Since opening its first restaurant in Denver in 1993, Chipotle Mexican Grill has redefined the world of limited-service dining. Its “Food With Integrity” focus ushered in a new wave of consumer demand for foods deemed fresher and more wholesome—even if equally as calorie-dense—than the ingredients at the fast-food giants it battled for market share. And the brand is widely credited as one of the most influential trailblazers of the fast-casual dining segment.
But a series of foodborne illnesses linked to various Chipotle stores has raised fundamental questions about the company’s supply chain, in-house training, and culture around food safety. After all, of what benefit are ingredients like organic veggies, responsibly raised pork, or antibiotic-free chicken if they aren’t safe for consumption?
Chipotle’s outbreaks have led many to believe that the brand’s focus on wholesome, simple ingredients belies a slew of operational challenges associated with its labyrinth supply chain of small farms and suppliers. Now, many are left wondering: Is it possible to scale a brand built around fresh, locally sourced foods?
“It stands to reason that, regardless of industry or company, the more you proliferate suppliers, the harder it is to maintain quality,” says Jeffrey Karrenbauer, president of supply chain consultancy Insight Inc. “Obviously there’s this great marketing appeal—freshness, local, organic—and you and I and the public don’t tend to see that message and think, ‘They’ve got a big management challenge.’ There, the marketers may have won the challenge too quickly.”
As Chipotle looks to rebound with investments in a
range of new safety measures, diners and safety experts alike are questioning just how things got so bad at a brand built on the integrity of its ingredients.
In addition to serving as a case study for other operators, experts say the various outbreaks linked to Chipotle raise underlying questions about the viability of its model and the number of fast-casual concepts that have similarly constructed their identities around fresh and locally sourced ingredients.
Russell Walker, clinical associate professor at the Kellogg School of Management at Northwestern University, couldn’t help but think about Chipotle as he waited in line during a recent visit to a Chicago-area fast-casual pizza concept.
“I thought, ‘If I ran this chain, this experience at Chipotle should be a major wake-up call,’” he says.
As part of its new food safety measures, Chipotle announced it would relocate the preparation of some ingredients to central kitchens, which Walker sees as a sign that Chipotle’s highly localized sourcing model might not function well on a national scale.
“To what extent can highly localized sourcing be scaled? Chipotle is basically saying it can’t be scaled. They’re going to take that over and centralize it,” he says. “If you are running one of these Chipotle-like businesses, I think you’re going to find the procedures are very unwieldy.”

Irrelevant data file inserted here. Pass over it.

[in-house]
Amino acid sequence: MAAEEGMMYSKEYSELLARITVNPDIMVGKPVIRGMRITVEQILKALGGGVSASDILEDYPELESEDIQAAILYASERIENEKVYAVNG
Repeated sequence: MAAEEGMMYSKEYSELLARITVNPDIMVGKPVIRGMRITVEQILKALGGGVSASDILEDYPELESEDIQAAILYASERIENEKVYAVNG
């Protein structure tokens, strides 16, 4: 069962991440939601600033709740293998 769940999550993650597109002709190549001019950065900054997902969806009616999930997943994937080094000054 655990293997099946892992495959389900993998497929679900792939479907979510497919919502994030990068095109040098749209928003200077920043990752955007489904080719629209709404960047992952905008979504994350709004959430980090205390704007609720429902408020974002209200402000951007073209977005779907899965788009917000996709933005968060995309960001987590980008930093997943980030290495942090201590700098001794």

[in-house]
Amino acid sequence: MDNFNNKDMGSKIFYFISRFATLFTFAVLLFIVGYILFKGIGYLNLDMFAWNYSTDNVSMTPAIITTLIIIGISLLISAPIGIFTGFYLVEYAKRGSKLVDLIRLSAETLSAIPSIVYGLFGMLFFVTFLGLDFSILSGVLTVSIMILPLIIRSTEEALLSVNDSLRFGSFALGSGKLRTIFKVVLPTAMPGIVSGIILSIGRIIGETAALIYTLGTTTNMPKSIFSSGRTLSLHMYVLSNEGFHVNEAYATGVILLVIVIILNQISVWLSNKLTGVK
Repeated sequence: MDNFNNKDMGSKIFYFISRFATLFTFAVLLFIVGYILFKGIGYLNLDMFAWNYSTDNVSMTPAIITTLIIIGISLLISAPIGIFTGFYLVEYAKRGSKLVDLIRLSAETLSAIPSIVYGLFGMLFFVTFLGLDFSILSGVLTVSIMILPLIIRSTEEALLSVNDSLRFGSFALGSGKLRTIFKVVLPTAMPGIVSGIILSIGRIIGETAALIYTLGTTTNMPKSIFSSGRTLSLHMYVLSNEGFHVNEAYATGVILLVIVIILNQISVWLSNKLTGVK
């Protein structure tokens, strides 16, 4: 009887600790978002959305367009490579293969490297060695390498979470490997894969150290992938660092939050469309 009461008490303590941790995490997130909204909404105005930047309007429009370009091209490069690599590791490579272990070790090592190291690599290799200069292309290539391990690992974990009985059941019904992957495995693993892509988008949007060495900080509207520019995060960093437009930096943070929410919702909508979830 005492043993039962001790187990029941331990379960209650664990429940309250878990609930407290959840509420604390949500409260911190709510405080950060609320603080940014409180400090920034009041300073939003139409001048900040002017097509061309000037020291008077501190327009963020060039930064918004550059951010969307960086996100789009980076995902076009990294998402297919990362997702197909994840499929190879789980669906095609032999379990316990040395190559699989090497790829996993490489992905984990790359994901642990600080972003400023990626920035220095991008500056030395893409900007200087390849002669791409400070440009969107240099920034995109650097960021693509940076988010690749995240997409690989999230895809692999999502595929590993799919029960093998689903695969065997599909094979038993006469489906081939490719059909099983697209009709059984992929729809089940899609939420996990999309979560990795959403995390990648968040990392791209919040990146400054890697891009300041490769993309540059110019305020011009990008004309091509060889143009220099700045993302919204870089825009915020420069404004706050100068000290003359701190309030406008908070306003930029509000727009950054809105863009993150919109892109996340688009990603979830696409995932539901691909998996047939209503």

Walker thinks Chipotle’s reaction may even undermine its core concept. By blanching, chopping, and sealing some ingredients like tomatoes in central locations before sending them off to stores, Chipotle has begun to resemble the national distribution models of the massive restaurant chains it originally sought to repudiate, he says.
“I’ve got to believe that’s going to impact the taste,” Walker says. “That’s to me suggesting that Chipotle didn’t feel comfortable administering a procedure at all of their sites. And that’s a big move with big implications.”
Many have hypothesized that Chipotle’s rocketing growth could have played a role in its food-safety crises. In little more than two decades, the storied chain grew to nearly 2,000 locations. Walker, who studies operational risks, says such rapid growth may have caused the company to lose some control of operations at the store level.
Of course, many other restaurants have weathered storms of foodborne illnesses. But Chipotle’s woes stand out for both the scale and variety of the problems.
There was the incident where hundreds of Chipotle customers contracted norovirus in Simi Valley, California, in August, and then the one where dozens more were afflicted with the same virus after eating at a Boston location in the fall. Nearly 50 customers contracted salmonella in September in an outbreak traced back to tomatoes at 17 Chipotle stores in Minnesota.
And in possibly the biggest blow of all, the company voluntarily closed 43 restaurants in Washington and Oregon in early November after dozens of customers became ill with E. coli. By late January, federal officials said the outbreak stretched coast to coast across 11 states. A separate strain of E. coli was traced back to Chipotle restaurants in Kansas, North Dakota, and Oklahoma.
In all, nearly 500 people were sickened after eating at various Chipotles, Food Safety News reported.
“I don’t know if anybody knows exactly what went wrong. Given the fact that they had multiple foodborne illness outbreaks in such a short timeframe, a lot went wrong,” says Francine Shaw, president of Food Safety Training Solutions. “I think more than likely the crux of the issue is that at least on some level, there was a lack of training across the board. Because it wasn’t at just one location.”
While foodborne illness outbreaks linked to restaurants are sometimes tracked to specific suppliers, Shaw says, the geographic spread of Chipotle outbreaks (along with its localized supply chain) implies that its issues had festered at the store level.
She found the spread of norovirus especially egregious given how easy it is to combat.
“That’s training people not to come to work when they’re sick, to wash their hands. Those are just the very basics,” Shaw says. “I think Chipotle got so focused with the ‘Food With Integrity’ campaign that they lost track of food safety in general.”